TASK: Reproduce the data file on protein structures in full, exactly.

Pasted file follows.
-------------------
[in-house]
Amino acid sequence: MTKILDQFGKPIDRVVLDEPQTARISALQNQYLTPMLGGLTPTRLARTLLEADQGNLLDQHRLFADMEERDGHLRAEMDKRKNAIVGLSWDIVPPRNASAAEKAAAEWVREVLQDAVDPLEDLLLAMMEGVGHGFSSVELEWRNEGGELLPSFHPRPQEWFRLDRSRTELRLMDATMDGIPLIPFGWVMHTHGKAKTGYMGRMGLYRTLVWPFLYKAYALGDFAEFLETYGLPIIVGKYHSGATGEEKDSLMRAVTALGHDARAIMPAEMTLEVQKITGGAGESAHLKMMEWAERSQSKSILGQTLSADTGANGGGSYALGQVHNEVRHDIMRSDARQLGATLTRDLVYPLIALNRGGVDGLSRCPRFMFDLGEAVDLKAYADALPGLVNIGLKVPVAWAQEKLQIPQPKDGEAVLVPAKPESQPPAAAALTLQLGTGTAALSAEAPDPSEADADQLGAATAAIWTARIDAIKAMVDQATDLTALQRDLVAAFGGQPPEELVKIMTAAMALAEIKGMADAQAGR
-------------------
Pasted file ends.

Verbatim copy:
[in-house]
Amino acid sequence: MTKILDQFGKPIDRVVLDEPQTARISALQNQYLTPMLGGLTPTRLARTLLEADQGNLLDQHRLFADMEERDGHLRAEMDKRKNAIVGLSWDIVPPRNASAAEKAAAEWVREVLQDAVDPLEDLLLAMMEGVGHGFSSVELEWRNEGGELLPSFHPRPQEWFRLDRSRTELRLMDATMDGIPLIPFGWVMHTHGKAKTGYMGRMGLYRTLVWPFLYKAYALGDFAEFLETYGLPIIVGKYHSGATGEEKDSLMRAVTALGHDARAIMPAEMTLEVQKITGGAGESAHLKMMEWAERSQSKSILGQTLSADTGANGGGSYALGQVHNEVRHDIMRSDARQLGATLTRDLVYPLIALNRGGVDGLSRCPRFMFDLGEAVDLKAYADALPGLVNIGLKVPVAWAQEKLQIPQPKDGEAVLVPAKPESQPPAAAALTLQLGTGTAALSAEAPDPSEADADQLGAATAAIWTARIDAIKAMVDQATDLTALQRDLVAAFGGQPPEELVKIMTAAMALAEIKGMADAQAGR